Nothing ignites a heated family debate quite like an inheritance.
Bad Jews, the off-Broadway show produced by New York City’s Roundabout Theater, radiantly tells the story of two cousins battling over their recently deceased grandfather’s chai necklace, managing to present a fair portrayal of both sides in less than two hours and in just one act.
Playwright Joshua Harmon provides ferocious, below-the-belt humor in his production, which sold out last fall before being reissued with a promotion to the Roundabout’s upstairs theater. The play offers a rare glimpse into the lives of two grandchildren of a Holocaust survivor, at each other’s throat’s over their beloved Poppy’s heirloom.
Daphna (Tracee Chimo) is a nagging, self-righteous, Jewfro-sporting college student, high on Judaism after a recent trip to Israel. Annoyingly devout, she’s the headstrong relative we all have and hope we never get stuck sitting next to at a family affair. Preying off our collective Jewish guilt, the play opens with Daphna telling her cousin Jonah (Philip Ettinger)—in a high-pitched New York accent, no less—that she’s entitled to the necklace because she cares about religion more than anyone else in the family. Poppy, who we’re told kept the necklace under his tongue during the war, would surely want her to have it. She thinks she’s above everyone, even in her own family.
Liam (Michael Zegen) is Dahpna’s first cousin and archenemy. Determined to very visibly cast aside all aspects of his Judaism (Pew study, anyone?), Liam alienates his family by (accidentally?) missing his grandfather’s funeral and bringing home his non-Jewish girlfriend, Melody (Molly Ranson). He’s the culturally patronizing relative with whom you never want to get into an argument about literature. Self-centered, disrespectful, and often downright cruel, he sneers at all aspects of religion and, in his own distinct way, think’s he’s better than the rest of his family.
Liam happens to be in possession of the coveted Chai necklace, insisting his grandfather gave it to him—though it’s unclear whether Poppy was in the right state of mind to hand over such an important family heirloom. Liam plans to propose to Melody with the necklace, since Poppy had proposed to their grandmother with it after the war. Melody—sweet, ditzy, and blonde—is the production’s token “shiksa,” a role played so well that the entire audience gasped in unison upon hearing Liam’s plans for the necklace.
Daphna and Liam get stuck staying in the same Upper West Side studio apartment the night before Poppy’s shiva starts. The cousins scream, taunt, and go on hurtful, noticeably similar, rants against the other’s lifestyles and ideals. They both fight for the support of Jonah, Liam’s younger brother, who barely says anything throughout the entire play, except that he “really doesn’t want to get involved.”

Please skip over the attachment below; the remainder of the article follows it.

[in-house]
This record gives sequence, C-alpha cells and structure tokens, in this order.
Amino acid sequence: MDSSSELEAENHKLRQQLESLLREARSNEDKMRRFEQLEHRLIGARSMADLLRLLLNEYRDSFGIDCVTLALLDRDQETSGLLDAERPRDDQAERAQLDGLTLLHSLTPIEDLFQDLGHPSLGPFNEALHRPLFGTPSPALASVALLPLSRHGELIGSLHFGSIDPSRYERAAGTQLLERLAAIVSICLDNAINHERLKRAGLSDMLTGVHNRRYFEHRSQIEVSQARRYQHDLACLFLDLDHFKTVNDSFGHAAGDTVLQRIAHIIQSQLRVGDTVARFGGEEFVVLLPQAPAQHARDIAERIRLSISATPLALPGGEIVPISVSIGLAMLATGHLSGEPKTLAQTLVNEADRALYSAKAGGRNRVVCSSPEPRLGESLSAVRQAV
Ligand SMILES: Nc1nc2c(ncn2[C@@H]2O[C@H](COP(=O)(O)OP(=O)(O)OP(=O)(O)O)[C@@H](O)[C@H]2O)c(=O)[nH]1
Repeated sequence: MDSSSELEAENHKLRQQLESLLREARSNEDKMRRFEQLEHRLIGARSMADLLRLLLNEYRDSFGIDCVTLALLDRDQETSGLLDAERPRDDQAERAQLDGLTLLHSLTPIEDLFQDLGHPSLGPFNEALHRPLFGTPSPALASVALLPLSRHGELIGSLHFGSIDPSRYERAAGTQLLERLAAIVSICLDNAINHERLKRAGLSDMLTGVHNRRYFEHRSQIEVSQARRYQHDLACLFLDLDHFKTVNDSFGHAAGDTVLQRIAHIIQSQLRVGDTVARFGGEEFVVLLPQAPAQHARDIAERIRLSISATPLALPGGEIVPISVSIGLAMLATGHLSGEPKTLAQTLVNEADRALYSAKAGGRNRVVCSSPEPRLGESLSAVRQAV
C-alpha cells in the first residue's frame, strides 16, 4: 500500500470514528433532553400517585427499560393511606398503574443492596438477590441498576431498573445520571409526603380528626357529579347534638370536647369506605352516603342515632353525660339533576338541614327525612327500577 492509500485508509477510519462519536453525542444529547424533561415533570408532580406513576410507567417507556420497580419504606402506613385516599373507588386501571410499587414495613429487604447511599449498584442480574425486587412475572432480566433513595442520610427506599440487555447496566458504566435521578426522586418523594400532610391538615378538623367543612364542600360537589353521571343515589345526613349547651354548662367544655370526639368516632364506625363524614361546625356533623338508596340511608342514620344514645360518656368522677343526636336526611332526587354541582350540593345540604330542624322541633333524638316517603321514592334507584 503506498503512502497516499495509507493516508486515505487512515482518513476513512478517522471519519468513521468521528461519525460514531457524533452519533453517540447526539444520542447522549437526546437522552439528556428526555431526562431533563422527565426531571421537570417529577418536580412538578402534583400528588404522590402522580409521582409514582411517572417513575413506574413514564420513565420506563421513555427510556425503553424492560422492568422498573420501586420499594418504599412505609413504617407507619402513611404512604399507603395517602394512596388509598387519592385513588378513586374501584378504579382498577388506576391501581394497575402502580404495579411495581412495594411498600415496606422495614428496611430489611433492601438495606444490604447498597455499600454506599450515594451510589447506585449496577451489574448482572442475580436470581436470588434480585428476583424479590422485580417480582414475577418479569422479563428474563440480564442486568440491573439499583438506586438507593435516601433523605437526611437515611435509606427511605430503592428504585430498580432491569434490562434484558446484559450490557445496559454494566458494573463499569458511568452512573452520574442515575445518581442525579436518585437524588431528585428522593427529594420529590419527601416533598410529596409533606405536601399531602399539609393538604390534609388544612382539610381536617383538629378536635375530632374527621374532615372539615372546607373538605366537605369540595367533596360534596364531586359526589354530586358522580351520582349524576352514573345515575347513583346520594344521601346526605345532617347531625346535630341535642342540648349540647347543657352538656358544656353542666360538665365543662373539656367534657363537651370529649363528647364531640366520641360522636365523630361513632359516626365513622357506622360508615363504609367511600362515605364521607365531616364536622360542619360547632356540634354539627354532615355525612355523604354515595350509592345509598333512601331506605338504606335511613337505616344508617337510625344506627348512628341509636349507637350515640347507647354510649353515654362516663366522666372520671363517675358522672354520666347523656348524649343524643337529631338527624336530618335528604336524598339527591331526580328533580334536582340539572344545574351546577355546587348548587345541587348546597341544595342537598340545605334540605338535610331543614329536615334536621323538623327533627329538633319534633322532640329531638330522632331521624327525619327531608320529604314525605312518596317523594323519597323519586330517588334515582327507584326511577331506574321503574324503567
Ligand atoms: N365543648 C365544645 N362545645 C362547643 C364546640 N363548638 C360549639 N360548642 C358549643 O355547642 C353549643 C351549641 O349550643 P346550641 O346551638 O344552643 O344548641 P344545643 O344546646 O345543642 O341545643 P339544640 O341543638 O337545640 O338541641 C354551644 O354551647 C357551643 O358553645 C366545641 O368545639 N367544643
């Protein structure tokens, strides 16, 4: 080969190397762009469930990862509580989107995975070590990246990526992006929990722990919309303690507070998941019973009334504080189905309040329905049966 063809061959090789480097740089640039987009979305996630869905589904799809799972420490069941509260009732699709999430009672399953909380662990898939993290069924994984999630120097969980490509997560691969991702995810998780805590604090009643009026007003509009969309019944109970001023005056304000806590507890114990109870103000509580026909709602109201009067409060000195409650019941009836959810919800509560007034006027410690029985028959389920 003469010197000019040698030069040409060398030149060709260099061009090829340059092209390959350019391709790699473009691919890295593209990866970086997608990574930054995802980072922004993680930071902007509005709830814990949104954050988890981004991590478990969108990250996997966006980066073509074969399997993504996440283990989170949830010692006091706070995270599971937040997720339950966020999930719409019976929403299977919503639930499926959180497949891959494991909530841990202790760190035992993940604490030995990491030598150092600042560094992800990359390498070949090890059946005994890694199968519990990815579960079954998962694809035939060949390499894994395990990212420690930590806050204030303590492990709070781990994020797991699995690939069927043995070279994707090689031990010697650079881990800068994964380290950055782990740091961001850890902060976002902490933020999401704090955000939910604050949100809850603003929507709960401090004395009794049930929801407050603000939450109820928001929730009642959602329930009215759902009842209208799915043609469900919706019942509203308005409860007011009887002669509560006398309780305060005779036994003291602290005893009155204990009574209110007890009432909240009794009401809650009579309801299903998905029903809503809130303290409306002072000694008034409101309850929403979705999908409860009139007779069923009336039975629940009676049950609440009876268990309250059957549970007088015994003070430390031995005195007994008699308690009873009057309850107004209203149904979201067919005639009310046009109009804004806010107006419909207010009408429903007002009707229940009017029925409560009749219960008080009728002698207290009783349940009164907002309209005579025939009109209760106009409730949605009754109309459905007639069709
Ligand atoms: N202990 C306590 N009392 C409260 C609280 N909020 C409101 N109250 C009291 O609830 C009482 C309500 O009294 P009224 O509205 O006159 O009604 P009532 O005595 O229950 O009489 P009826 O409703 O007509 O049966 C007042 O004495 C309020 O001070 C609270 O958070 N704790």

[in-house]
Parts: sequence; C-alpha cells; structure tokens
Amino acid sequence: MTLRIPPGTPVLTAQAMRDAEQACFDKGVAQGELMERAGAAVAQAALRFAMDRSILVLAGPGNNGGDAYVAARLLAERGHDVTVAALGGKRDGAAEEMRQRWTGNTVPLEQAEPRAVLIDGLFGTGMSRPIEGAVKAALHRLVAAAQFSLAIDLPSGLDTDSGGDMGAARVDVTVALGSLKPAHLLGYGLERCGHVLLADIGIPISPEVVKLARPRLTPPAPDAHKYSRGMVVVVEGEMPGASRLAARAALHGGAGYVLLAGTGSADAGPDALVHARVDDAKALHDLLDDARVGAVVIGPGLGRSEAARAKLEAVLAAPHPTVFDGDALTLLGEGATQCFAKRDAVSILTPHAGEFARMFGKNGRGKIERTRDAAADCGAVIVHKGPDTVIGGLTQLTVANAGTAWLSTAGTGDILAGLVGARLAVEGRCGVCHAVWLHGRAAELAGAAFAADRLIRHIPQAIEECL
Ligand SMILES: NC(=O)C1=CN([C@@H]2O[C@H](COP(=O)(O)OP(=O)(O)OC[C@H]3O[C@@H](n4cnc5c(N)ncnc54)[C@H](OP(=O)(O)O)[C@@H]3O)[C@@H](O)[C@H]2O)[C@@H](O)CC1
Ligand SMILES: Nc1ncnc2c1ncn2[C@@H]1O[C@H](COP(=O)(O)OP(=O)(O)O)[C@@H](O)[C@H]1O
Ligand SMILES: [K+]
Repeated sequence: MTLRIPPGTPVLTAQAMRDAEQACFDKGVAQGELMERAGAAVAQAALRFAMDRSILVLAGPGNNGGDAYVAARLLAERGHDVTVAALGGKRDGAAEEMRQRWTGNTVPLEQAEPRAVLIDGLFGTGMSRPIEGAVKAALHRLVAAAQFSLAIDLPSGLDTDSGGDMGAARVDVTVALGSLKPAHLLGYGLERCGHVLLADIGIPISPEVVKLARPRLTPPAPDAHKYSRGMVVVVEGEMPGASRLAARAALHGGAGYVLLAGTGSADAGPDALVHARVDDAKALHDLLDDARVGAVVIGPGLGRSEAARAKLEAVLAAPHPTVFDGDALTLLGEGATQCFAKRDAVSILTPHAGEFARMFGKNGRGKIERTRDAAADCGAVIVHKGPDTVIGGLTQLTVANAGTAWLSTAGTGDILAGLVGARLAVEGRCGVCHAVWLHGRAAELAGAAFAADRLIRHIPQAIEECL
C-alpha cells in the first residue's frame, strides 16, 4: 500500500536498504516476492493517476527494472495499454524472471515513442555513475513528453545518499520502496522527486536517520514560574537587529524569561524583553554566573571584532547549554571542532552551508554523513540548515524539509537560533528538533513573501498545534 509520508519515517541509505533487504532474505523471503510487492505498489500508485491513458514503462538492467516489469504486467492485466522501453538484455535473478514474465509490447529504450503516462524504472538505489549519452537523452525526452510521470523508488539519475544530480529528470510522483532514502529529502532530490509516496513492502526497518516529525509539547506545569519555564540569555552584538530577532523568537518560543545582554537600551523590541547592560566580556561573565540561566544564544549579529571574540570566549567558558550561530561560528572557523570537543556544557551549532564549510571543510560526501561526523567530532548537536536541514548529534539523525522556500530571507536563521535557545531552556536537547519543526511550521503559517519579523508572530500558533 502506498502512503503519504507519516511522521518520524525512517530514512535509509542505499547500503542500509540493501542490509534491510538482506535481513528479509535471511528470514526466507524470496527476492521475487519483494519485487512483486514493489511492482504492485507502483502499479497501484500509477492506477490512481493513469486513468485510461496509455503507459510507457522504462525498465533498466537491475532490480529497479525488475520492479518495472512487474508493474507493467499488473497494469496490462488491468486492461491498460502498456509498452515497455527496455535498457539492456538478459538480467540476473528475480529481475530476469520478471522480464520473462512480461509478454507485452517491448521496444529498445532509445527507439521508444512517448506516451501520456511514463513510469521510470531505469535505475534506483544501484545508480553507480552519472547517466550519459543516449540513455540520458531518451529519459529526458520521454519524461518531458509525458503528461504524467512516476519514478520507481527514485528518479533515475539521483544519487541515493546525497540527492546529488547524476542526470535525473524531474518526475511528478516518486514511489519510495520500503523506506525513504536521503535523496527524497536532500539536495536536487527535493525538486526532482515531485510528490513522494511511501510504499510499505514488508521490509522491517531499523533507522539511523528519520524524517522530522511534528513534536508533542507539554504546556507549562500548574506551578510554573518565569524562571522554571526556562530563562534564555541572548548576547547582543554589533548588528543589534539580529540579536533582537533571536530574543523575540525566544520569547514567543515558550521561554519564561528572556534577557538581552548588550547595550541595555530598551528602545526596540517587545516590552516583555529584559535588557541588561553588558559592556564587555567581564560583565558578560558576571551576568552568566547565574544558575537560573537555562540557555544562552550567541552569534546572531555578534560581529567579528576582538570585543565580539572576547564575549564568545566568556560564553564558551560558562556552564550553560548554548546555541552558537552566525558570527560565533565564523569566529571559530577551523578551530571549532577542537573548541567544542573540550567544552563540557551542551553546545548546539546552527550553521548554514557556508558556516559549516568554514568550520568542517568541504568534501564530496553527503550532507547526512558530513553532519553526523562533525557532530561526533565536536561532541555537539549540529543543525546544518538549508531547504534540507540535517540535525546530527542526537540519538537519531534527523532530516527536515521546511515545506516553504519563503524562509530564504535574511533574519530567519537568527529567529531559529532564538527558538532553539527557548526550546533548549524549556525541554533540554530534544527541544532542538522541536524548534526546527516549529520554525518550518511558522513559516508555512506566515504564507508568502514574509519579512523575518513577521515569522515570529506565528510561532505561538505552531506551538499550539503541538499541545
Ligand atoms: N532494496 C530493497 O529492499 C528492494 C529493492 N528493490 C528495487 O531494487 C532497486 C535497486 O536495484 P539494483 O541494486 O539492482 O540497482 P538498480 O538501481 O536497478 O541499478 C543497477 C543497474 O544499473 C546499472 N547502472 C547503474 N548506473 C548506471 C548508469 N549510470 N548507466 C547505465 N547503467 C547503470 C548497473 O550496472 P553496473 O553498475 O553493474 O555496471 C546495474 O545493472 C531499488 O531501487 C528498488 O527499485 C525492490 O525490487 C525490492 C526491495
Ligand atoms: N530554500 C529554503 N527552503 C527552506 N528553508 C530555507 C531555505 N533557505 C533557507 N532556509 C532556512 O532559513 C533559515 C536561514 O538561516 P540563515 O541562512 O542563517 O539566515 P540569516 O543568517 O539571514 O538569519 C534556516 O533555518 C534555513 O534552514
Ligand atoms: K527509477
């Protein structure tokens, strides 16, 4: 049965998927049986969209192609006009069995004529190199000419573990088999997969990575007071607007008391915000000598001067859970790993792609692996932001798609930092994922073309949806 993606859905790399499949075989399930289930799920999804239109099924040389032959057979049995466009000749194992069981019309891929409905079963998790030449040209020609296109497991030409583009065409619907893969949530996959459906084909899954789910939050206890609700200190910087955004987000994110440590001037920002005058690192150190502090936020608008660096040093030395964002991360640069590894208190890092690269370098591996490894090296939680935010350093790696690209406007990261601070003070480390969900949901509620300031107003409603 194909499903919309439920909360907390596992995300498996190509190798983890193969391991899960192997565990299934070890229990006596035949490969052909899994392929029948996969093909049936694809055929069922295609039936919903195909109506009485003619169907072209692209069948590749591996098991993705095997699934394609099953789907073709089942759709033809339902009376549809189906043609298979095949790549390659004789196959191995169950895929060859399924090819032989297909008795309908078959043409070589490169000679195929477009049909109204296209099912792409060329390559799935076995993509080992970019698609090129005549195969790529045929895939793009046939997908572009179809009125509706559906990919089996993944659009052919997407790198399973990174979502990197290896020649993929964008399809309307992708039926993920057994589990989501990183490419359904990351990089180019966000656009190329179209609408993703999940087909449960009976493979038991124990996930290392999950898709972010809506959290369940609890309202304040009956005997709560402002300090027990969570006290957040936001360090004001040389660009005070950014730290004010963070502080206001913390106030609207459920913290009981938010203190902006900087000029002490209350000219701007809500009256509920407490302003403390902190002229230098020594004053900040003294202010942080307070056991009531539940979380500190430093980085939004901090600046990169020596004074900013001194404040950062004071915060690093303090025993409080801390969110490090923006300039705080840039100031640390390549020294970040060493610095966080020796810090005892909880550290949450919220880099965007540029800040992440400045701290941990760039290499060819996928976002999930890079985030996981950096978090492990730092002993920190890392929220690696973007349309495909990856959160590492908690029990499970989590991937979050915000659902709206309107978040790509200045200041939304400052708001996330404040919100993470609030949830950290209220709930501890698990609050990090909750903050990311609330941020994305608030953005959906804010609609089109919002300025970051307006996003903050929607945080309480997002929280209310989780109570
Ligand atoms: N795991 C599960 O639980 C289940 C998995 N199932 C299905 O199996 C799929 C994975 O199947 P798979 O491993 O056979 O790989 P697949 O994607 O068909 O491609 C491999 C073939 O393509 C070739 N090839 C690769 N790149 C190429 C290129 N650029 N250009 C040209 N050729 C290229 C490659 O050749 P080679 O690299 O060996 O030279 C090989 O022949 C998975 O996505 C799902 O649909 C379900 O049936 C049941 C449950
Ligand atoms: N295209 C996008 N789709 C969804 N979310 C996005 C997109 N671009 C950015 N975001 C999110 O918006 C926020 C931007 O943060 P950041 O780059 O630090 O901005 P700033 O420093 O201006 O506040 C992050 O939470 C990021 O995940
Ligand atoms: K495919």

The plot and humor behind Bad Jews are nothing short of brilliant. With lines like, “Oh Daphne, don’t Holocaust me!” and “my Holocaust gold chai will never go near her Christian neck!” it’s clear Harmon knows how to strike a nerve with American Jews today, affiliated or not. The play touches on one of the most heated debates within the Jewish community: what happens when someone marries outside the faith. It also prods the audience to reconsider how we understand and deal with the Holocaust today, as the grandchildren of survivors begin the process of creating their own legacies.
Bad Jews is the perfect Jewish guilt trip, but it also asks a very relevant question: what exactly makes someone a bad Jew? Is it shunning the religion, or misrepresenting yourself to fit the image of a gung-ho Zionist? Are you a bad Jew if you speak to your cousin in a disrespectful and downright appalling manner after a family tragedy? Or if you watch your cousins wage war against each other and merely sit idly by? Are you a bad Jew if you don’t practice the religion because you never believed in it? What if your faith consisted of picking and choosing the things you find suitable, and easy?
The play manages to make you roar with laughter and break your heart at the same time. I couldn’t help but wonder how sad the character of Poppy must have been, looking down to see his only three grandchildren tangled in a complicated web of judgement and hostility.
I won’t spoil the ending, but the last 10 minutes of the play left most of the audience sobbing. The fight escalates to the point where you can no longer figure out whose side you’re supposed to be on, a skillful narrative flourish.
By the end of the play, it’s clear that all of the characters have morphed into bad Jews—and they know it. As the curtains close and the house lights turn back on, you might find yourself wondering how you would approach such a situation, and how you would treat your family should a similar conflict ever arise. Honestly, there’s a good chance it will.
Bad Jews is in production through December 22, 2013. Click here for showtimes and tickets.
Chavie Lieber has written for The New York Times, New York Magazine, The Daily Beast, the Huffington Post, Business Insider, the Times of Israel, and more. Follow her on twitter @chavielieber.